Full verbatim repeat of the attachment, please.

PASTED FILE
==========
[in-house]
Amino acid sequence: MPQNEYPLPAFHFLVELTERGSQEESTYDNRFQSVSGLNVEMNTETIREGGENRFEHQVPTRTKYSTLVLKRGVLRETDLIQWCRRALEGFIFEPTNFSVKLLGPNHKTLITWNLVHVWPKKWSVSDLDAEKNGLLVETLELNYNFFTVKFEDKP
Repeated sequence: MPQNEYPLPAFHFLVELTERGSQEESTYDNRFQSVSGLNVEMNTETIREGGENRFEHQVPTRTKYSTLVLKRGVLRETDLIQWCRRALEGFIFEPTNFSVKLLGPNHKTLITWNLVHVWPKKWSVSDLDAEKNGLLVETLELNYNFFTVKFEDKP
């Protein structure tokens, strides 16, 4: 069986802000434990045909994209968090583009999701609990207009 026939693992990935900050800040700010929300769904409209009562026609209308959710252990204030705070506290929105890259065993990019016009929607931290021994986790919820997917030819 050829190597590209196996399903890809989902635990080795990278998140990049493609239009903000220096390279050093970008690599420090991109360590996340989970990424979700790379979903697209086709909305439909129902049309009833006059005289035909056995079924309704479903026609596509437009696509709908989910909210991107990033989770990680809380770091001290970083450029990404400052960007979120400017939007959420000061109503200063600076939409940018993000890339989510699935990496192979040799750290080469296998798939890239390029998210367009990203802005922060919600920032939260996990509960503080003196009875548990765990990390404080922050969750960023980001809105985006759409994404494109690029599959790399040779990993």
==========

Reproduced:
[in-house]
Amino acid sequence: MPQNEYPLPAFHFLVELTERGSQEESTYDNRFQSVSGLNVEMNTETIREGGENRFEHQVPTRTKYSTLVLKRGVLRETDLIQWCRRALEGFIFEPTNFSVKLLGPNHKTLITWNLVHVWPKKWSVSDLDAEKNGLLVETLELNYNFFTVKFEDKP
Repeated sequence: MPQNEYPLPAFHFLVELTERGSQEESTYDNRFQSVSGLNVEMNTETIREGGENRFEHQVPTRTKYSTLVLKRGVLRETDLIQWCRRALEGFIFEPTNFSVKLLGPNHKTLITWNLVHVWPKKWSVSDLDAEKNGLLVETLELNYNFFTVKFEDKP
């Protein structure tokens, strides 16, 4: 069986802000434990045909994209968090583009999701609990207009 026939693992990935900050800040700010929300769904409209009562026609209308959710252990204030705070506290929105890259065993990019016009929607931290021994986790919820997917030819 050829190597590209196996399903890809989902635990080795990278998140990049493609239009903000220096390279050093970008690599420090991109360590996340989970990424979700790379979903697209086709909305439909129902049309009833006059005289035909056995079924309704479903026609596509437009696509709908989910909210991107990033989770990680809380770091001290970083450029990404400052960007979120400017939007959420000061109503200063600076939409940018993000890339989510699935990496192979040799750290080469296998798939890239390029998210367009990203802005922060919600920032939260996990509960503080003196009875548990765990990390404080922050969750960023980001809105985006759409994404494109690029599959790399040779990993």